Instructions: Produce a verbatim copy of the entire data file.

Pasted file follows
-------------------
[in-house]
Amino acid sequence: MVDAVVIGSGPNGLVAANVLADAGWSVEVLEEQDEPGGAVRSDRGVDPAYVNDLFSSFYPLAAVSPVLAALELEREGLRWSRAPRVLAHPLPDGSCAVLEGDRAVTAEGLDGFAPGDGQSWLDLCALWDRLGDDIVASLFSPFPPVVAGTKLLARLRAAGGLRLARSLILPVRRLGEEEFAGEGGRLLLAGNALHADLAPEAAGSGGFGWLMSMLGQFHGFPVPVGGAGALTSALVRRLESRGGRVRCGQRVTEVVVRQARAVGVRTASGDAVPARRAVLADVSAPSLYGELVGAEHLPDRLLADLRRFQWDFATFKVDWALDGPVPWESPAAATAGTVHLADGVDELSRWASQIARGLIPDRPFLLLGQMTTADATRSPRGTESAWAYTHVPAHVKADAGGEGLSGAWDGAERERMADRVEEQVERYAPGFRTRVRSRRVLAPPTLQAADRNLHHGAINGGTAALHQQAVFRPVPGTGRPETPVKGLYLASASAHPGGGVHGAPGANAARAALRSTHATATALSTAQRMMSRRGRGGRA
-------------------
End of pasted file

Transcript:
[in-house]
Amino acid sequence: MVDAVVIGSGPNGLVAANVLADAGWSVEVLEEQDEPGGAVRSDRGVDPAYVNDLFSSFYPLAAVSPVLAALELEREGLRWSRAPRVLAHPLPDGSCAVLEGDRAVTAEGLDGFAPGDGQSWLDLCALWDRLGDDIVASLFSPFPPVVAGTKLLARLRAAGGLRLARSLILPVRRLGEEEFAGEGGRLLLAGNALHADLAPEAAGSGGFGWLMSMLGQFHGFPVPVGGAGALTSALVRRLESRGGRVRCGQRVTEVVVRQARAVGVRTASGDAVPARRAVLADVSAPSLYGELVGAEHLPDRLLADLRRFQWDFATFKVDWALDGPVPWESPAAATAGTVHLADGVDELSRWASQIARGLIPDRPFLLLGQMTTADATRSPRGTESAWAYTHVPAHVKADAGGEGLSGAWDGAERERMADRVEEQVERYAPGFRTRVRSRRVLAPPTLQAADRNLHHGAINGGTAALHQQAVFRPVPGTGRPETPVKGLYLASASAHPGGGVHGAPGANAARAALRSTHATATALSTAQRMMSRRGRGGRA